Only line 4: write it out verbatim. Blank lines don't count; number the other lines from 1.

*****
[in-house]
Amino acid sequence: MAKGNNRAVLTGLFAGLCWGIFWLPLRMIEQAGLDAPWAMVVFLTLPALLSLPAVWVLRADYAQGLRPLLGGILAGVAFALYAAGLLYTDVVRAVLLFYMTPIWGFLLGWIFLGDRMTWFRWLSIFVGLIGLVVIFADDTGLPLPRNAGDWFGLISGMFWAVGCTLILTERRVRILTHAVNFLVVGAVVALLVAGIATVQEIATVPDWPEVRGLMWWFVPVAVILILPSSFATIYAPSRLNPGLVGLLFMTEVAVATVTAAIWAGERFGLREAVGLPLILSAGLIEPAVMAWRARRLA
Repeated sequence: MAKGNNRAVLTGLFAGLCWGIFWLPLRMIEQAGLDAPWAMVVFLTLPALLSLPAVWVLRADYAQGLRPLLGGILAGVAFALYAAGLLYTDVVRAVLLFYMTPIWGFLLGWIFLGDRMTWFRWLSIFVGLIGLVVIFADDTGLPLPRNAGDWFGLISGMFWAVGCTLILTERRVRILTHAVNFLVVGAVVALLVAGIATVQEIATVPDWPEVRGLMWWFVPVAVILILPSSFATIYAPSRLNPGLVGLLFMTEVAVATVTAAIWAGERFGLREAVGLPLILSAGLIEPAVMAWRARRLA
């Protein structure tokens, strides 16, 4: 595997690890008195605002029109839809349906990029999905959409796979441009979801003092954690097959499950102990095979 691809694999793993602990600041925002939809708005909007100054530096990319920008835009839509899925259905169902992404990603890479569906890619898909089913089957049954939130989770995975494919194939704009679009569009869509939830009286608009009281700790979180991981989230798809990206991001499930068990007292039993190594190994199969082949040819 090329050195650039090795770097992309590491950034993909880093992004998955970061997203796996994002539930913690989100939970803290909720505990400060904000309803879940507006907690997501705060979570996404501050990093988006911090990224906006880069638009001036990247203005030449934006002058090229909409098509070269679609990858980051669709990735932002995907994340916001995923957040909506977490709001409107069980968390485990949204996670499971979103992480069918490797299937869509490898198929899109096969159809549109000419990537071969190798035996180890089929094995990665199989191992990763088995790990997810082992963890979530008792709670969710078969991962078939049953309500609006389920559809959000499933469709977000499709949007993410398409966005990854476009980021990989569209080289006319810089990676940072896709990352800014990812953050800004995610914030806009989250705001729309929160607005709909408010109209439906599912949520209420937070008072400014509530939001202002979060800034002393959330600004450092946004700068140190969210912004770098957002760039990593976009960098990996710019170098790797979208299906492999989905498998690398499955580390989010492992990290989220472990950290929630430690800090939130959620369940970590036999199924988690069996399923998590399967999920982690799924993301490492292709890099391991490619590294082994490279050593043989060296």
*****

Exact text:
């Protein structure tokens, strides 16, 4: 595997690890008195605002029109839809349906990029999905959409796979441009979801003092954690097959499950102990095979 691809694999793993602990600041925002939809708005909007100054530096990319920008835009839509899925259905169902992404990603890479569906890619898909089913089957049954939130989770995975494919194939704009679009569009869509939830009286608009009281700790979180991981989230798809990206991001499930068990007292039993190594190994199969082949040819 090329050195650039090795770097992309590491950034993909880093992004998955970061997203796996994002539930913690989100939970803290909720505990400060904000309803879940507006907690997501705060979570996404501050990093988006911090990224906006880069638009001036990247203005030449934006002058090229909409098509070269679609990858980051669709990735932002995907994340916001995923957040909506977490709001409107069980968390485990949204996670499971979103992480069918490797299937869509490898198929899109096969159809549109000419990537071969190798035996180890089929094995990665199989191992990763088995790990997810082992963890979530008792709670969710078969991962078939049953309500609006389920559809959000499933469709977000499709949007993410398409966005990854476009980021990989569209080289006319810089990676940072896709990352800014990812953050800004995610914030806009989250705001729309929160607005709909408010109209439906599912949520209420937070008072400014509530939001202002979060800034002393959330600004450092946004700068140190969210912004770098957002760039990593976009960098990996710019170098790797979208299906492999989905498998690398499955580390989010492992990290989220472990950290929630430690800090939130959620369940970590036999199924988690069996399923998590399967999920982690799924993301490492292709890099391991490619590294082994490279050593043989060296």